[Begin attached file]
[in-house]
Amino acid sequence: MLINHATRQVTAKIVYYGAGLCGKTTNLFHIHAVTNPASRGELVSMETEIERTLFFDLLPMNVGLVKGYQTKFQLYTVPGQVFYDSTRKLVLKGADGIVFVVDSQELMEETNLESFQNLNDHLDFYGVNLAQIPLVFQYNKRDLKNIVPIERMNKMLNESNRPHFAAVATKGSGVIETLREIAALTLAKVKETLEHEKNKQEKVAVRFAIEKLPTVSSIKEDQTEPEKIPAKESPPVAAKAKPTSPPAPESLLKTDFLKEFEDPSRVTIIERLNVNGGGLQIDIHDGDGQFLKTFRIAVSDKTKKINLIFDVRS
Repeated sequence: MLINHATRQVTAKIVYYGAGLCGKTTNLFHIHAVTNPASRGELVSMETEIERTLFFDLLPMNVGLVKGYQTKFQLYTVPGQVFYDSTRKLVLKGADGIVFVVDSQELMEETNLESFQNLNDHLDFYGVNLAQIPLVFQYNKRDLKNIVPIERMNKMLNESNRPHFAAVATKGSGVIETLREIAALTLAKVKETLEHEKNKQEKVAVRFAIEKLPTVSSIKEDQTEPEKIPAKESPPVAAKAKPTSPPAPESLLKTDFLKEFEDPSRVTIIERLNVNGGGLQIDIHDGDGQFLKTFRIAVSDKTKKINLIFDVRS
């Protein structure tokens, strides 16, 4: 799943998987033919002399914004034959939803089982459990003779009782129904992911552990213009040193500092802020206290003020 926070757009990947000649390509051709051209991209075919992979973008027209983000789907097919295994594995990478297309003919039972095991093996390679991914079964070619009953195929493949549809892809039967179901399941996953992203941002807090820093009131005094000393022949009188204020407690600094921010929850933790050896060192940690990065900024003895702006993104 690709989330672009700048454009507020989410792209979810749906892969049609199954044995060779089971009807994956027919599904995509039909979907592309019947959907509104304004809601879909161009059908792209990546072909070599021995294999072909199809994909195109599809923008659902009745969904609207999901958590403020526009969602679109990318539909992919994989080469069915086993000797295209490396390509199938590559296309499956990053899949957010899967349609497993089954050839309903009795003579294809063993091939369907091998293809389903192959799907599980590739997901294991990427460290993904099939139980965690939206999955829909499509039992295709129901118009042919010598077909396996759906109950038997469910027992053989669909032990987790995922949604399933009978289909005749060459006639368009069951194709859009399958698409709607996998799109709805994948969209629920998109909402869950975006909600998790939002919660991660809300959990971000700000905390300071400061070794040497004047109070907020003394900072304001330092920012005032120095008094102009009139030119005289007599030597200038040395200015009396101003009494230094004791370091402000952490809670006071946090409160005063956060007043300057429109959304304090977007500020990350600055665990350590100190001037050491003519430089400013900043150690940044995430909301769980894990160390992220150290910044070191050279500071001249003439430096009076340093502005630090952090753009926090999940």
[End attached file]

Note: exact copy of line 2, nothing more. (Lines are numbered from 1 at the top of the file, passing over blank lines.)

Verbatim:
Amino acid sequence: MLINHATRQVTAKIVYYGAGLCGKTTNLFHIHAVTNPASRGELVSMETEIERTLFFDLLPMNVGLVKGYQTKFQLYTVPGQVFYDSTRKLVLKGADGIVFVVDSQELMEETNLESFQNLNDHLDFYGVNLAQIPLVFQYNKRDLKNIVPIERMNKMLNESNRPHFAAVATKGSGVIETLREIAALTLAKVKETLEHEKNKQEKVAVRFAIEKLPTVSSIKEDQTEPEKIPAKESPPVAAKAKPTSPPAPESLLKTDFLKEFEDPSRVTIIERLNVNGGGLQIDIHDGDGQFLKTFRIAVSDKTKKINLIFDVRS